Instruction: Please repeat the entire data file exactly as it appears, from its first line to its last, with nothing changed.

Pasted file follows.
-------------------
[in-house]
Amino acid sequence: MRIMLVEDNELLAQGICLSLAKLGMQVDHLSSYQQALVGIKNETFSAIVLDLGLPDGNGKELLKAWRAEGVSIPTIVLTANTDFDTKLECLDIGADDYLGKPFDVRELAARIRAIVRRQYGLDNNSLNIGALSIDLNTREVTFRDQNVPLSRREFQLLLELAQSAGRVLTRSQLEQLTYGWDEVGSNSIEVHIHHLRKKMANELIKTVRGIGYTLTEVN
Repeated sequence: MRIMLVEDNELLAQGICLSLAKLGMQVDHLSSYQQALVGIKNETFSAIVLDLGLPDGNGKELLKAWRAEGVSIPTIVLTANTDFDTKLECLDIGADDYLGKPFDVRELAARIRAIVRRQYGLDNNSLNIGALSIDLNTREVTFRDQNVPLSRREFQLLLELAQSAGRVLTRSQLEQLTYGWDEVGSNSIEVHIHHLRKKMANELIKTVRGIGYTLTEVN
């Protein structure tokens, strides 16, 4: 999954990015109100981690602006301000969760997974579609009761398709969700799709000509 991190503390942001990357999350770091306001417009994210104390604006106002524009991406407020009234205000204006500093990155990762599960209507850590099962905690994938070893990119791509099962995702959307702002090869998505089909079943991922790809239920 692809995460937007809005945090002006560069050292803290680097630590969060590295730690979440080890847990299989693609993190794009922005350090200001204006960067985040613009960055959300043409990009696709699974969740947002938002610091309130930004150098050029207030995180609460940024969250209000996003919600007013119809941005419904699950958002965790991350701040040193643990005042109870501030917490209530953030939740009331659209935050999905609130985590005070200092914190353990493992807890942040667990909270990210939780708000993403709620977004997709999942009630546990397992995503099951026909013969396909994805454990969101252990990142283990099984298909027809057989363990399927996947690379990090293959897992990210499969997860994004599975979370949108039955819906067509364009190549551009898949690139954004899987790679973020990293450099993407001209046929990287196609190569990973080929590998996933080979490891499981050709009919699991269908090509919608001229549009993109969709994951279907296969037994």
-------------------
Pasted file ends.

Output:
[in-house]
Amino acid sequence: MRIMLVEDNELLAQGICLSLAKLGMQVDHLSSYQQALVGIKNETFSAIVLDLGLPDGNGKELLKAWRAEGVSIPTIVLTANTDFDTKLECLDIGADDYLGKPFDVRELAARIRAIVRRQYGLDNNSLNIGALSIDLNTREVTFRDQNVPLSRREFQLLLELAQSAGRVLTRSQLEQLTYGWDEVGSNSIEVHIHHLRKKMANELIKTVRGIGYTLTEVN
Repeated sequence: MRIMLVEDNELLAQGICLSLAKLGMQVDHLSSYQQALVGIKNETFSAIVLDLGLPDGNGKELLKAWRAEGVSIPTIVLTANTDFDTKLECLDIGADDYLGKPFDVRELAARIRAIVRRQYGLDNNSLNIGALSIDLNTREVTFRDQNVPLSRREFQLLLELAQSAGRVLTRSQLEQLTYGWDEVGSNSIEVHIHHLRKKMANELIKTVRGIGYTLTEVN
């Protein structure tokens, strides 16, 4: 999954990015109100981690602006301000969760997974579609009761398709969700799709000509 991190503390942001990357999350770091306001417009994210104390604006106002524009991406407020009234205000204006500093990155990762599960209507850590099962905690994938070893990119791509099962995702959307702002090869998505089909079943991922790809239920 692809995460937007809005945090002006560069050292803290680097630590969060590295730690979440080890847990299989693609993190794009922005350090200001204006960067985040613009960055959300043409990009696709699974969740947002938002610091309130930004150098050029207030995180609460940024969250209000996003919600007013119809941005419904699950958002965790991350701040040193643990005042109870501030917490209530953030939740009331659209935050999905609130985590005070200092914190353990493992807890942040667990909270990210939780708000993403709620977004997709999942009630546990397992995503099951026909013969396909994805454990969101252990990142283990099984298909027809057989363990399927996947690379990090293959897992990210499969997860994004599975979370949108039955819906067509364009190549551009898949690139954004899987790679973020990293450099993407001209046929990287196609190569990973080929590998996933080979490891499981050709009919699991269908090509919608001229549009993109969709994951279907296969037994």